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Australian QoQ CPI was released on Wednesday and reported quarterly inflation of 1.9% higher than the predicted 1.6% inflation. This 32-year-high figure is the consequence of expansionary measures after COVID restrictions.

FX and Commodities

GBP/USD closed at $1.16 on Friday, growing by about 300 bps in just 48 hours and recovering from its trough of $1.10 on October 11th.

Despite the ECB’s rate hike, EUR/USD again dropped below parity and closed at 1.00, and bond yields fell, reflecting a change in investor expectations. Investors are pricing a more dovish future ECB monetary policy stance, due to “likelihood of a recession […] more on the horizon”, hinted at by Lagarde in her speech on Wednesday.

USD/JPY now sits at 147.46. While speculation on JPY seems to have calmed down, the Yen still faces extreme downward pressure from Japan’s import dependency, which forces high demand for USD and supply of Japanese domestic currency. BoJ interest rate policy also contributes to the currency’s depreciation.

Commodity prices declined from last week, including Gold and Coffee. Energy indices reflect a temporary slow-down in energy demand: DJ Commodity Energy down 1.26% and Petroleum -1.11% WoW performance. Speculation on Energy price decreases continues, as shown by the +9.76% in Natural Gas Futures x3 Short Leveraged index which closed at 46.95. Only Heating Oil, Lead, Silver, Palladium are exceptions to the losses faced this week by Commodity indices.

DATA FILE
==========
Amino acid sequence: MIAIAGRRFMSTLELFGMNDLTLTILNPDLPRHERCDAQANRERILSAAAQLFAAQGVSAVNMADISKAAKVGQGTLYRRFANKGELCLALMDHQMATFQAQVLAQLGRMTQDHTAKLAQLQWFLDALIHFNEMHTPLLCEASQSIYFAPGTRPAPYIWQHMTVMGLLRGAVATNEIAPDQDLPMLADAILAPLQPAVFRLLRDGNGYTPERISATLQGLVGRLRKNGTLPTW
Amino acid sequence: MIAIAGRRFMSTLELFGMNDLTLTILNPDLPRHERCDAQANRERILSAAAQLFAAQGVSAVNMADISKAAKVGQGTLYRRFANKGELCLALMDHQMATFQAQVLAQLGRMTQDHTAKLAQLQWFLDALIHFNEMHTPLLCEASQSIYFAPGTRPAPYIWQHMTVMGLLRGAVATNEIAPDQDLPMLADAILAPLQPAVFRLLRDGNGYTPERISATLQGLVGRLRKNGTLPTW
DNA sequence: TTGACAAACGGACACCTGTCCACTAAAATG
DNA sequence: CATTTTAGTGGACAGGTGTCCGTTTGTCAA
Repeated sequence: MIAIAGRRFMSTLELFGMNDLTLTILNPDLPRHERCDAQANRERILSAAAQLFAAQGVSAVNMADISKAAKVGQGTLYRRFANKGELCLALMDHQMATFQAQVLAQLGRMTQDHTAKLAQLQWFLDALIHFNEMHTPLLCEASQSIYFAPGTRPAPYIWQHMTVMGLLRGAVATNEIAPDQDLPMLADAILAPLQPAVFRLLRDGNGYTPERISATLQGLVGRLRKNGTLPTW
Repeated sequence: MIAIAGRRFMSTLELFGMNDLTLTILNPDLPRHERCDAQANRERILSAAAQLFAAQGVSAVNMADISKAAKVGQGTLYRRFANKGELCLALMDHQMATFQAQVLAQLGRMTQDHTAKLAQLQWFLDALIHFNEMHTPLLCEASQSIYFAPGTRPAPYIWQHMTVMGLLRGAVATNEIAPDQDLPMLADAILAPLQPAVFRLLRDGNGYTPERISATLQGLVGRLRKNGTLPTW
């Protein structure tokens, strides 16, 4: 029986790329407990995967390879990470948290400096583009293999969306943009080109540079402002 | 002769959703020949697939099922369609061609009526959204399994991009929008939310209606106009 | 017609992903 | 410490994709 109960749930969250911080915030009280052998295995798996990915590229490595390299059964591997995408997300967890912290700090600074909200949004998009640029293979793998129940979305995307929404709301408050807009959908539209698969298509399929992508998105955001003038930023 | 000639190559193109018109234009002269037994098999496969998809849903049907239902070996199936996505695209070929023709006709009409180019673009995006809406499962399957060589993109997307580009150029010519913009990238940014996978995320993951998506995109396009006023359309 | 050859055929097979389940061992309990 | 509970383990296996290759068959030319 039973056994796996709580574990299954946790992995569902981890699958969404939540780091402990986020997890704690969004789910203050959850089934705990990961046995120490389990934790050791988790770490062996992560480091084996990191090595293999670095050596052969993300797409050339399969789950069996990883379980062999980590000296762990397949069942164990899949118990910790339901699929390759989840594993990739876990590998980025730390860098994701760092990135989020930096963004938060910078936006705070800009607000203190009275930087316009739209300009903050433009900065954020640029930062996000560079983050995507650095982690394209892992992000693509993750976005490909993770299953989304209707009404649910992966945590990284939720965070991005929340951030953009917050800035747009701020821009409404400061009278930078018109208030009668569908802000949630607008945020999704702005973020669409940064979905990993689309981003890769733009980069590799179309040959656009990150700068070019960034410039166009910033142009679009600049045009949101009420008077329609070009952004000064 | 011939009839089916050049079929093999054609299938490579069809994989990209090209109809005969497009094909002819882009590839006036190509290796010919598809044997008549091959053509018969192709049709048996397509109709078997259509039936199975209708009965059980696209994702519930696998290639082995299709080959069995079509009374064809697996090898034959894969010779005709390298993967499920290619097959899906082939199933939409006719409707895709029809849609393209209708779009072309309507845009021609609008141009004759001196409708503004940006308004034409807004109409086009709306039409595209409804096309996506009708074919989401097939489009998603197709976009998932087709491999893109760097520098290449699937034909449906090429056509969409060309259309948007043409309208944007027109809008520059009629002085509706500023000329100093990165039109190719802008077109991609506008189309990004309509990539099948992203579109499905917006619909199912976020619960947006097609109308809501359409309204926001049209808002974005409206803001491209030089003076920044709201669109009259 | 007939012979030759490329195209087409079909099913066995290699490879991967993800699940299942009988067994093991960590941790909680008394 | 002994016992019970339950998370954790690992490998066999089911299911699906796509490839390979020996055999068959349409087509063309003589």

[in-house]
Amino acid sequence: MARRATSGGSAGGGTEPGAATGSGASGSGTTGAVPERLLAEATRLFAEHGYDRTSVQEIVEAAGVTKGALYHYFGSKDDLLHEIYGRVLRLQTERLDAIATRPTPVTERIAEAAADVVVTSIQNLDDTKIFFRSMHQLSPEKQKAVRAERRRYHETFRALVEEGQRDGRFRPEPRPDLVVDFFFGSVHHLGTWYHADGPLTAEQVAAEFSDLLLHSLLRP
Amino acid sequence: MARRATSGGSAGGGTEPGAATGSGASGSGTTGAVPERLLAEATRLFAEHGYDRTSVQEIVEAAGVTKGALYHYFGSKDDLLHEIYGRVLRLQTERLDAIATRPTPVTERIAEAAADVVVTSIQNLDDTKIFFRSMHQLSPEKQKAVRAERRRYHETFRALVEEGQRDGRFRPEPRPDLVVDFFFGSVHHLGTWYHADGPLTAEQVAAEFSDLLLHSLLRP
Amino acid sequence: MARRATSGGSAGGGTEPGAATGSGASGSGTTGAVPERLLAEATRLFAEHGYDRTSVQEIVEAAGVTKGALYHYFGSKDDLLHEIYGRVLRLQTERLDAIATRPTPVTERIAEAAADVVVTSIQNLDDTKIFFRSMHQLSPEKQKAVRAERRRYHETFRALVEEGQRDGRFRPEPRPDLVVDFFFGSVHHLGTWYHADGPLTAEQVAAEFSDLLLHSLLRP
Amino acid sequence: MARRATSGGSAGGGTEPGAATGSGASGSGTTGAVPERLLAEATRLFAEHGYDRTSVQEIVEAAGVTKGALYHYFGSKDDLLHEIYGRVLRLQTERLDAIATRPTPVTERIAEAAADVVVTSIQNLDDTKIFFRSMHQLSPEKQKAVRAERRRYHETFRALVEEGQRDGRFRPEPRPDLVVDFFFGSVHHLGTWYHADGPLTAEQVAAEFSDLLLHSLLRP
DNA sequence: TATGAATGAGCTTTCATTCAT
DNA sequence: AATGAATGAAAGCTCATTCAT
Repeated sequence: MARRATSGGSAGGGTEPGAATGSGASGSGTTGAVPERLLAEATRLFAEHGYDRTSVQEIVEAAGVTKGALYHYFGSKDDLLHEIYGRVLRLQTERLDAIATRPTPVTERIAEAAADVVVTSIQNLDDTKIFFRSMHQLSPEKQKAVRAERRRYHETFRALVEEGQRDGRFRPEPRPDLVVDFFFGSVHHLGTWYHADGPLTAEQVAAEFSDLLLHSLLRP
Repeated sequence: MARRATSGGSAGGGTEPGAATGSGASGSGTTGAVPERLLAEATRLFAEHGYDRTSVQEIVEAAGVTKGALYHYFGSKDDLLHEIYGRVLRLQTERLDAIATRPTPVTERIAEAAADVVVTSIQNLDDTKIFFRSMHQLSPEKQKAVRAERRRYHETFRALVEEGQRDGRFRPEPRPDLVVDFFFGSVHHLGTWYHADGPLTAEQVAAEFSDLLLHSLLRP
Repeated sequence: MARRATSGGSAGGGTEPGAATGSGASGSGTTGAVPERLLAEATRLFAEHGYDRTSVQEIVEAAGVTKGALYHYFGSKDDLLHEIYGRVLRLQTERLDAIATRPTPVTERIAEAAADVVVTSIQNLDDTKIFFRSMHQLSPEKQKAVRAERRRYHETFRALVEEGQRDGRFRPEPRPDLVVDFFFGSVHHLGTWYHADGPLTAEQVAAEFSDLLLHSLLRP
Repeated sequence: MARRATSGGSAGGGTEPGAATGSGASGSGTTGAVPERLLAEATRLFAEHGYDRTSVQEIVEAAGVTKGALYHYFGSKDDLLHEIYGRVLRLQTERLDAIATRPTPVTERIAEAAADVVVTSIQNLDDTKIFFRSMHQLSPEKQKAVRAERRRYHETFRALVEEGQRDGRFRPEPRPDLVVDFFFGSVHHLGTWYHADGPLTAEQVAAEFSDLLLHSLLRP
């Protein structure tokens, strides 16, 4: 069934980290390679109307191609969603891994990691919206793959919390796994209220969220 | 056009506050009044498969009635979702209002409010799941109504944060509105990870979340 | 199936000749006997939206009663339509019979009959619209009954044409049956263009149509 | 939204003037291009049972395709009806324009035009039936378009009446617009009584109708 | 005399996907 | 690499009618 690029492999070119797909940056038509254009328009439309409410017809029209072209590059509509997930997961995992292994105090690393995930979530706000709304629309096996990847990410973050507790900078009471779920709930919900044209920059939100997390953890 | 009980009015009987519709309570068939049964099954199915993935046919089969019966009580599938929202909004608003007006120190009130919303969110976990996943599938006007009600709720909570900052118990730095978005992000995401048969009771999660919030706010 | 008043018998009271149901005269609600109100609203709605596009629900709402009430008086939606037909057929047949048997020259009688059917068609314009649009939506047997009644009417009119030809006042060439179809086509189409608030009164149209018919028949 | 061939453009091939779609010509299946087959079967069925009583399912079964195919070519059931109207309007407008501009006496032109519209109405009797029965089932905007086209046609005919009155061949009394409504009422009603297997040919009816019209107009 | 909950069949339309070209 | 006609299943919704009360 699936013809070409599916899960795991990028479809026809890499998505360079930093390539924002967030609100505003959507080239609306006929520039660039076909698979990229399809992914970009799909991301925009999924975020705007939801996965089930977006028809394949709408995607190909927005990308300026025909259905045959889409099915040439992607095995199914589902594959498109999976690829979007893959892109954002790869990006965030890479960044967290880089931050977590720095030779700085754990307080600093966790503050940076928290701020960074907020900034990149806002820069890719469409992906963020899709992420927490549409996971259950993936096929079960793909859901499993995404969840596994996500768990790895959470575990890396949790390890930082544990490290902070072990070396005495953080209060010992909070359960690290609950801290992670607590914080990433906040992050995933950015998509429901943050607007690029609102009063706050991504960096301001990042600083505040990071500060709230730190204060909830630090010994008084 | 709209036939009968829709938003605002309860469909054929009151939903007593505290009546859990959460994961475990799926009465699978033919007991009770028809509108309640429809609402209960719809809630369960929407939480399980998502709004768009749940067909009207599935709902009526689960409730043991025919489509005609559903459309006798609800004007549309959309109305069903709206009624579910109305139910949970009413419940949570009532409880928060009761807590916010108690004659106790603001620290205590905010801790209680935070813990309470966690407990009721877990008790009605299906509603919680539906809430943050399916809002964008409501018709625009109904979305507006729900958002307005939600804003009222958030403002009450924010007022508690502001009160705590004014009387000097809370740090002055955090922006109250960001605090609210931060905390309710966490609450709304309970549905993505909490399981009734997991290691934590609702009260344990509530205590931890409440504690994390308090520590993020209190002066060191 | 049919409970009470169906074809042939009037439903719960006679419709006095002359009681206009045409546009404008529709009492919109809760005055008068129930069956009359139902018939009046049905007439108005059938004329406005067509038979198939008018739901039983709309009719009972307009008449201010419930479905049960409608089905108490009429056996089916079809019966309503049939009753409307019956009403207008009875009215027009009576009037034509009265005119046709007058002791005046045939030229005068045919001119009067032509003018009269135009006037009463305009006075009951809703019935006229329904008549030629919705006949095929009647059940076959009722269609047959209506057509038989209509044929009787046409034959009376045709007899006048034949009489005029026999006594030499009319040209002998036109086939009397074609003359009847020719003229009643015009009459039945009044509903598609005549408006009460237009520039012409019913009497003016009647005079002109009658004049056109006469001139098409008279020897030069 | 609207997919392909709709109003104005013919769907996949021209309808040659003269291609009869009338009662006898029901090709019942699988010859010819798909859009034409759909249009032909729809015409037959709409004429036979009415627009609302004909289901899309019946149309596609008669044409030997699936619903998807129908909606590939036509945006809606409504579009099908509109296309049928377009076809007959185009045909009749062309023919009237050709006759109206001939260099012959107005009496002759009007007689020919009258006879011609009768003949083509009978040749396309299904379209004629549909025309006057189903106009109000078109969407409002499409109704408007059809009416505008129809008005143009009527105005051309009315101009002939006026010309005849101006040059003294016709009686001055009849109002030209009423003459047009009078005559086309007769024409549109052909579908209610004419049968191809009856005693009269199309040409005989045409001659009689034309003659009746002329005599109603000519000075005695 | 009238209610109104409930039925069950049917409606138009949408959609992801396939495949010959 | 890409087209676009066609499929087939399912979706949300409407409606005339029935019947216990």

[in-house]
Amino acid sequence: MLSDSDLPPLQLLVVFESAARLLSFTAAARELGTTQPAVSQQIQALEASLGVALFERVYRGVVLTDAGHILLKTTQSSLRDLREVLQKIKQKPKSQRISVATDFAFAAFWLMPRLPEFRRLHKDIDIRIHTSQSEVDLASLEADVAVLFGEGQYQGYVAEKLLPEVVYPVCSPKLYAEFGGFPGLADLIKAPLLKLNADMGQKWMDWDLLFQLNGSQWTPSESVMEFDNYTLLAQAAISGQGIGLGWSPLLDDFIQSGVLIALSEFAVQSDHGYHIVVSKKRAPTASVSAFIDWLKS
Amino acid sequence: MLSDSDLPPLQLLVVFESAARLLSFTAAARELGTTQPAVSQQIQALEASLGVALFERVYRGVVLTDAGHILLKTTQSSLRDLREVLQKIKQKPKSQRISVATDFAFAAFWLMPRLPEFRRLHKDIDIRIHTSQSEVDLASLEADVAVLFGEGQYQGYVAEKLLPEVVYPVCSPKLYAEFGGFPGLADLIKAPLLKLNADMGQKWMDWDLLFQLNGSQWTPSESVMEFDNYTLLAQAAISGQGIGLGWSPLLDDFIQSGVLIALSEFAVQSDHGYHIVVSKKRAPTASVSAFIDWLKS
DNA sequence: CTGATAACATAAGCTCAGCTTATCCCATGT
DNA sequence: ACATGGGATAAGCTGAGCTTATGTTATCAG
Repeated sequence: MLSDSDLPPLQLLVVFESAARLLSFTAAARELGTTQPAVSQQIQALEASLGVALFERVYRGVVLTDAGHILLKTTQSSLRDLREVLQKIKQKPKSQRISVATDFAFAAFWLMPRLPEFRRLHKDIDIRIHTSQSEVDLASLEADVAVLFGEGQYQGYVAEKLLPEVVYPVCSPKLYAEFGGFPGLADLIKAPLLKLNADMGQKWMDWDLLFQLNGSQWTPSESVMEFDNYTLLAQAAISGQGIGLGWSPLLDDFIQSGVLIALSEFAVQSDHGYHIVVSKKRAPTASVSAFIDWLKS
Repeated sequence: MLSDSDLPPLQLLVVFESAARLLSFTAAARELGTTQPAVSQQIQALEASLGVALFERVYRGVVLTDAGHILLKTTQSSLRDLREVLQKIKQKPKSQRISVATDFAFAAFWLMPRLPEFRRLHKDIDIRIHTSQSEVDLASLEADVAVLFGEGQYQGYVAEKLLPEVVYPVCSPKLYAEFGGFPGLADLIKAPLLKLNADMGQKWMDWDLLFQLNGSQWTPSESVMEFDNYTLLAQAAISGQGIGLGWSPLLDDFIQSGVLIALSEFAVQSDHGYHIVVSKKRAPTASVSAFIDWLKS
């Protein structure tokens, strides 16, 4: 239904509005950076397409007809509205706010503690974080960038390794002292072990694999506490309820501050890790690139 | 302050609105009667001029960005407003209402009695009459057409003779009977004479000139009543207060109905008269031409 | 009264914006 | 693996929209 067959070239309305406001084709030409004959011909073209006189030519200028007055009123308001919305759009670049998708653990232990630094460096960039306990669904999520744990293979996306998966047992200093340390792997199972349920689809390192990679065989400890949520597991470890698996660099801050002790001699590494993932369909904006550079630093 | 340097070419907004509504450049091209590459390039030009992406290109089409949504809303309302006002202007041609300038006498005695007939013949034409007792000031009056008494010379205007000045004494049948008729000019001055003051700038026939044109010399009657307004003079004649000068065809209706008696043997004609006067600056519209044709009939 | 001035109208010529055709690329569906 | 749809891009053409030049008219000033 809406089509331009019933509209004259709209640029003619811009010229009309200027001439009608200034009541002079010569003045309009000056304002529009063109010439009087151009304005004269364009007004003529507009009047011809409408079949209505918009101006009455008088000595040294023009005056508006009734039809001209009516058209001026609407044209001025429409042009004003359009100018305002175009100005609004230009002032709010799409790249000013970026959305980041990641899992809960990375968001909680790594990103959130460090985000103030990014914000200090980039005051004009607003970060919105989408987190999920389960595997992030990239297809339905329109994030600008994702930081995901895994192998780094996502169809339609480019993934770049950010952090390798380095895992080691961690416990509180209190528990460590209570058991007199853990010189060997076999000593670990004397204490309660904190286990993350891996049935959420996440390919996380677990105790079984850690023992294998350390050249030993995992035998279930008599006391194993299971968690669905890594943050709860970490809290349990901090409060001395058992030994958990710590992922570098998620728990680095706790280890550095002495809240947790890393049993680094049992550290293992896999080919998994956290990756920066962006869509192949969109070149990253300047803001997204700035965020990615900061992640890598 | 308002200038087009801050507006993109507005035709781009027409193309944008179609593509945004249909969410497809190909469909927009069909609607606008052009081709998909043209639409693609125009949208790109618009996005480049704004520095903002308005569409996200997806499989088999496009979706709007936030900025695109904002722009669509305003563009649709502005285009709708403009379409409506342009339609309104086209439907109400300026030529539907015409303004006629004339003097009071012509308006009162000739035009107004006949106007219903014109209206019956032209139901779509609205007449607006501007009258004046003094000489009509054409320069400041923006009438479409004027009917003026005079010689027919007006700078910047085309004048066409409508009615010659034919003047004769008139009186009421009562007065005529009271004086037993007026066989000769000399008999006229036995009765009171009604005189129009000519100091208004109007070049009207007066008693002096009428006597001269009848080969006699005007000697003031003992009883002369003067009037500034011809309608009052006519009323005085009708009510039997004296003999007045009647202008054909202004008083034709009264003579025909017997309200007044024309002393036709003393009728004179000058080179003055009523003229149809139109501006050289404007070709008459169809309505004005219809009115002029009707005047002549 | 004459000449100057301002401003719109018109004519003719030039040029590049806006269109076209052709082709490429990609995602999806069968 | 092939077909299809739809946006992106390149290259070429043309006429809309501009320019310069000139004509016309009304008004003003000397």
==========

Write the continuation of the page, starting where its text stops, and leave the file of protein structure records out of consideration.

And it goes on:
Next Week’s Economic Events

Next week Australia, the BoE, and the Fed will make their monetary policy decisions. Market participants have reported on the FedWatch Tool that they expect a 75bps hike, with 81% probability, and a 50pbs raise with a much lower, 19%, likelihood as of October the 30th. The US will also publish its Crude Oil Inventories, Initial Jobless Claims, Nonfarm Payroll and Unemployment Rate at the end of the week. Additionally, the UK will report its Manufacturing PMI. Main economic indicators from the EU published next week include CPI YoY on Monday, and Germany Manufacturing PMI and Unemployment Change for October on Wednesday.

Brain Teaser #28

1, 11, 21, 1211, 111221. Can you tell us which will be the next numbers in the sequence?

Solution: This sequence is called the Look and Say sequence. Hence, the following numbers will be 312211 (three digits of 1, two digits of 2, and one digit of 1), 13112221, and so on.

Brain Teaser #29

Twenty-five BSIC members are seated at a round table. Three of them are chosen – all choices being equally likely – to write the upcoming article. Let P be the probability that at least two of the three had been sitting next to each other. If P is written as an irreducible fraction, what is the sum of the numerator and denominator?

Problem source: AIME 1983